No problem, you say? Memory work is to be expected. True. But did I neglect to tell you we had to memorize and write out those verses in Hebrew? Mastering that would take at least four of the ten hours of study. But that re-taught me an important credo: If success and excellence are worth it, then they are worth your unencumbered and passionate pursuit. As long as it takes.

It was Dr. Collins who told us that the study and discussion of the Biblical text would bring about an exchange of ideas, but the truth was there. I remember when he said, "Disagree with my conclusions on something? Good! Build your case and be prepared for counter-arguments." From Dr. Collins, the pursuit of truth and understanding was a contact sport--an encouraging, eminently coachable contact sport--but yes, it could be an intellectual hockey game. And I grew to love it quickly, simply because I was pushed, prodded, and shoved to be greater than I was, even if he didn't realize he was doing it all along.

Not that he couldn't take some kindly inflicted damage. Once, when L.B. Graham and I were taking his intensive Hebrew reading class, Dr. Collins let it slip that he was suffering from a pulled rib muscle. Being the kind, compassionate souls we were, L.B. and I decided to have some fun with this, making enough jokes and causing the good Doctor to laugh so hard he probably kept re-damaging the pulled muscle. Dr. Collins was certainly patient enough with me when I would bring soup in a bread bowl to class along with some Irish cream-scented coffee that caused him to bemoan the gruel they had in the faculty coffee pots.

But he could dish things right back. At the end of our last year at seminary, about eight of us gathered one evening to watch Spinal Tap (you know, typical seminarian cinematic fare) and then L.B. and I convinced everyone to come along late at night to the Collins homestead. While the family slept, we descended on their suburban home with bar soap and plastic tableware. Dr. Collins and his wife Dianne (yes, John Cougar Mellencamp fans...their names are Jack and Dianne) awoke the next morning to soap-inscribed Hebrew lettering all over their driveway and a lawn filled with knives, forks, and spoons driven into the turf.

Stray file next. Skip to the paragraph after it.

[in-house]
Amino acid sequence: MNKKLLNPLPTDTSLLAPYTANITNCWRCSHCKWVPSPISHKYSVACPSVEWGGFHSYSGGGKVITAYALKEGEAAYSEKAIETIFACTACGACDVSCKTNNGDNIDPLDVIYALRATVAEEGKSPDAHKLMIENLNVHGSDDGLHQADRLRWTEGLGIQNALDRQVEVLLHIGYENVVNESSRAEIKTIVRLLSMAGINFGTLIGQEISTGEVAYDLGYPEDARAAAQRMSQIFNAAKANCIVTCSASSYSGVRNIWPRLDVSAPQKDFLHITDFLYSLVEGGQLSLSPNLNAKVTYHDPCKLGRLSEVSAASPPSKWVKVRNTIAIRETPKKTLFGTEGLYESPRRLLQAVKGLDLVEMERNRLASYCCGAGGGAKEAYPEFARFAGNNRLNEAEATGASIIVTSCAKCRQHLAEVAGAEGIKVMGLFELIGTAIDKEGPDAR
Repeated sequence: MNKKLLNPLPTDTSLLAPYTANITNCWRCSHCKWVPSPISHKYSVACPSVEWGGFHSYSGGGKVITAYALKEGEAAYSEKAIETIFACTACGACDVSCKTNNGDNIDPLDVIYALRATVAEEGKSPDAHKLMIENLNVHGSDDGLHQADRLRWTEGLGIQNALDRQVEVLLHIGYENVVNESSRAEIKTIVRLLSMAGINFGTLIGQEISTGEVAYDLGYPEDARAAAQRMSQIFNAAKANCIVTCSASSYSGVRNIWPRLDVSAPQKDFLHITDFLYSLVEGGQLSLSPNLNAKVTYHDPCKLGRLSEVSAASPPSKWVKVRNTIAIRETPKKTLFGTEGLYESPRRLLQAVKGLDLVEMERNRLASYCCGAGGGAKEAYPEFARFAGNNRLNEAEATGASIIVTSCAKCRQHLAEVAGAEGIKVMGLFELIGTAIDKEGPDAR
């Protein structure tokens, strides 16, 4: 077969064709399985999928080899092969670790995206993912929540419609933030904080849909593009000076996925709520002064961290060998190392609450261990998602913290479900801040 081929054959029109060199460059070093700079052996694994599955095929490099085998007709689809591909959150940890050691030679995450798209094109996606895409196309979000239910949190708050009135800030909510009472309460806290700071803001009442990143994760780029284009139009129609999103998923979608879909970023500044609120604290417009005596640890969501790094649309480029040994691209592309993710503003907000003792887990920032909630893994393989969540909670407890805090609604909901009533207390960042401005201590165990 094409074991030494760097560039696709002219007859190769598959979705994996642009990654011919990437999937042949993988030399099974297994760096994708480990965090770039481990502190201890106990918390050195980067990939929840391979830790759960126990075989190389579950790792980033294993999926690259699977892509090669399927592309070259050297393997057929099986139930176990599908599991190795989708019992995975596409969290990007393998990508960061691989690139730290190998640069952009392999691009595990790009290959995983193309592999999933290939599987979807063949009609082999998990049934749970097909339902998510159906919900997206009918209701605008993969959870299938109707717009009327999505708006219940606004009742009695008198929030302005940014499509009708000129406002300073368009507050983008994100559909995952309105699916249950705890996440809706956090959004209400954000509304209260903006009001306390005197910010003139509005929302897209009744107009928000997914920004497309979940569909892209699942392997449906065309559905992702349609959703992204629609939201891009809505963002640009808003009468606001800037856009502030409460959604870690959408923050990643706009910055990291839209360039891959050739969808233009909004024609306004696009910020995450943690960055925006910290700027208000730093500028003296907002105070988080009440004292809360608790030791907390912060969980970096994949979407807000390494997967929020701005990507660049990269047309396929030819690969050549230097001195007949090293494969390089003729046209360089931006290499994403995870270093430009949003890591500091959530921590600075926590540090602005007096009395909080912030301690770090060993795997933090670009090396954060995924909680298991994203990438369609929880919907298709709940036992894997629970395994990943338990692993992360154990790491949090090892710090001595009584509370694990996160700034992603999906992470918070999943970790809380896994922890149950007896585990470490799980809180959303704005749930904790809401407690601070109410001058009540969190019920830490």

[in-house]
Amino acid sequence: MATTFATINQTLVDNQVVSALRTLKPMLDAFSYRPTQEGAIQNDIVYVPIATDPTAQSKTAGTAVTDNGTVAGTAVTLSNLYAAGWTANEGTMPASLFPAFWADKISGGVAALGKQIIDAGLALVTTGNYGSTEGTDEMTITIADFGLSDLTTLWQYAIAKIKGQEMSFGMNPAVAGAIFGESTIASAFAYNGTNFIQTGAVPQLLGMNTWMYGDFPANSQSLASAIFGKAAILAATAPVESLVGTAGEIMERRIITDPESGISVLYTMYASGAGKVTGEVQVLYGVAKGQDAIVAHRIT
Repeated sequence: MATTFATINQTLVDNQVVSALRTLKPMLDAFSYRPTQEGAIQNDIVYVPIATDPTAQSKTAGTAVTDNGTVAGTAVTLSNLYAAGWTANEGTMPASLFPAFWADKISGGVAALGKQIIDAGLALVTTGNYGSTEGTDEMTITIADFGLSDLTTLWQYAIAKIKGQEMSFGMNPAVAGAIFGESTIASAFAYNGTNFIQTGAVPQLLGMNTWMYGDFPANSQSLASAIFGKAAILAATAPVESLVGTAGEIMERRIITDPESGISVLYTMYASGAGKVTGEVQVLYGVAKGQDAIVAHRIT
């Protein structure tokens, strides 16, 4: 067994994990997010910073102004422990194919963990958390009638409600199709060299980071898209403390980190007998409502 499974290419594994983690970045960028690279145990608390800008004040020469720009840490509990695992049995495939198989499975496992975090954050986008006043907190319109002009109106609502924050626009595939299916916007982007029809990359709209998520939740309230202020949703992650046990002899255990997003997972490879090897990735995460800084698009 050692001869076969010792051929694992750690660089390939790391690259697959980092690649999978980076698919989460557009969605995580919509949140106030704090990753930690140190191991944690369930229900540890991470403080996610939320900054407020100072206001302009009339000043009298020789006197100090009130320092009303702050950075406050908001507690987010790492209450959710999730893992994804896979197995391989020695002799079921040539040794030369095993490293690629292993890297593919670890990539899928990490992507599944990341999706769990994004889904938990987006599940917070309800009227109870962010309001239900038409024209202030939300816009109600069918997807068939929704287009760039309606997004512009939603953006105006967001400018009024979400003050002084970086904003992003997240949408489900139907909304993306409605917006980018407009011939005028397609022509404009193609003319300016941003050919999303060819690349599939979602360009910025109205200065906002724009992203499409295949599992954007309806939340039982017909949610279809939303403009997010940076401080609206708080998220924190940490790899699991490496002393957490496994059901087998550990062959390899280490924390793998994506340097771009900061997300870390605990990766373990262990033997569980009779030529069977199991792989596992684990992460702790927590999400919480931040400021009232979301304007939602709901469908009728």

I at least thought he'd not discovered the cutlery until he mowed the grass, but I felt we were in the clear. Until I got my Prophets exam back in the seminary mail room the next week. Taped to it was a red plastic fork, and next to that were the words "You should be aware that someone has been forging your Hebrew handwriting."

Guilty as charged.

It was you, Dr. Collins, who taught me how to tackle Hebrew well. But you taught me so much more. You showed me how to tackle difficulties with force and skill. You pushed me beyond what I thought were my capabilities. And that has bled over into my teaching career, my thinking, and being a husband and a father.

And because of your place in all that, I am eternally grateful. Because you pushed me.